John's Story: Finding a Way to ExerciseSkip to the navigation
For inspiration to exercise, John hasn't had to look far. His father rides his bike daily to prevent another heart attack. John's grandparents and others in his family also had heart disease.
John's doctor told him that his steady weight gain over the years was putting him in danger of heart problems as well. "He said, 'You want to live a long and happy life, right?'" John recalls. "'You've seen what your dad went through?'"
John, a commercial pilot, got that advice as he watched his dad recover from heart surgery in the 1990s. He started riding his bike too. "I followed my father's good example," he says.
He just didn't follow it regularly.
"Over the years, my weight was starting to creep up. I was fooling myself—I was in total denial about how much weight I was carrying," he says.
About 3 years ago, John, now 54, says he realized he had to do more. He was stressed at work. He didn't get enough sleep because his flight schedules changed constantly. He talked with another doctor who told him that regular exercise would help with stress, sleep, and weight gain.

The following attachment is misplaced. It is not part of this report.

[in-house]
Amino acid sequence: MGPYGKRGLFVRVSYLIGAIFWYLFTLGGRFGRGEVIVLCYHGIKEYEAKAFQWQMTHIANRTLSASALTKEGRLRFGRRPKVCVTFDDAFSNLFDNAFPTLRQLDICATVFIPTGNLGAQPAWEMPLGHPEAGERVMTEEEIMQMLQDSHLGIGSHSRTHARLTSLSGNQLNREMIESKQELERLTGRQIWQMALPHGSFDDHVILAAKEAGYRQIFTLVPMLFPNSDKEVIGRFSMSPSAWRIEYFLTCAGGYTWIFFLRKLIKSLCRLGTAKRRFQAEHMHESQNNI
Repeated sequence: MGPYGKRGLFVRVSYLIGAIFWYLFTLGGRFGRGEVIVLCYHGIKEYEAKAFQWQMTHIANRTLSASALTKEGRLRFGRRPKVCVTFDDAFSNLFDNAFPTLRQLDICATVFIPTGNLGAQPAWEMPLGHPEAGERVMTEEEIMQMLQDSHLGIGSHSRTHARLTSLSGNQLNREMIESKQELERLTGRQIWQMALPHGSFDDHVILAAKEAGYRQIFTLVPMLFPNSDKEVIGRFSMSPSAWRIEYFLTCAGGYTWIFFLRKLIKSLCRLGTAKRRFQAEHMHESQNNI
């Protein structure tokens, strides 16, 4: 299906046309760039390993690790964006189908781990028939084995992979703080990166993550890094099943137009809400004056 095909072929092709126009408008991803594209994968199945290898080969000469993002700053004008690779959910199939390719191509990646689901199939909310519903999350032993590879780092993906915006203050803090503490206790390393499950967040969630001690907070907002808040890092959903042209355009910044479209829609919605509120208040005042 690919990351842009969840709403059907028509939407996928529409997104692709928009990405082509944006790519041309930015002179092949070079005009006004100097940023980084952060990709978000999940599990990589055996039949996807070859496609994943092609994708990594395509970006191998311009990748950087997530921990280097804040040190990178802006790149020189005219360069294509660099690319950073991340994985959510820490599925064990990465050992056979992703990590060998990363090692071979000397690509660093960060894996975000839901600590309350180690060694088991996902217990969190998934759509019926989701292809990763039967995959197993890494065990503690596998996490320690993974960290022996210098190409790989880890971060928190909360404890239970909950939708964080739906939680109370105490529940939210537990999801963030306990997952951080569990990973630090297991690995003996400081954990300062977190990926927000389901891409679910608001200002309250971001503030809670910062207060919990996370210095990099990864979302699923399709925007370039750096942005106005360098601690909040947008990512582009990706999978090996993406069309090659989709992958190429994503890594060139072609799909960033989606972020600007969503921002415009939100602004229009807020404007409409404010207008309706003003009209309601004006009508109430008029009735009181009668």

"You hear the mantra of losing weight, eating better, getting regular exercise, and it finally sank in," John says.
He joined a bike club. Having others to ride with motivated him physically and socially. "I've made a lot of friends who have the same priorities," he says. No matter what the activity, doing it with a group makes it easier and much more fun, he believes.
He also joined a weight-loss group, which helped him slim down. By watching how he eats and getting daily exercise, he's lost 25 pounds. "I have another 10 to 15 to go. Even my wife says I look good now," he jokes.
He's so keen on the benefits of fitness, he encourages his coworkers and friends."My mantra is 'Find a way to exercise.' It has made all the difference in my life."
John's story reflects his experiences as told in an interview. The photograph is not of John, to protect his privacy.
For more information, see the topic Fitness: Getting and Staying Active.
Primary Medical Reviewer E. Gregory Thompson, MD - Internal Medicine
Specialist Medical Reviewer Christine R. Maldonado, PhD - Behavioral Health
Current as ofMarch 13, 2017
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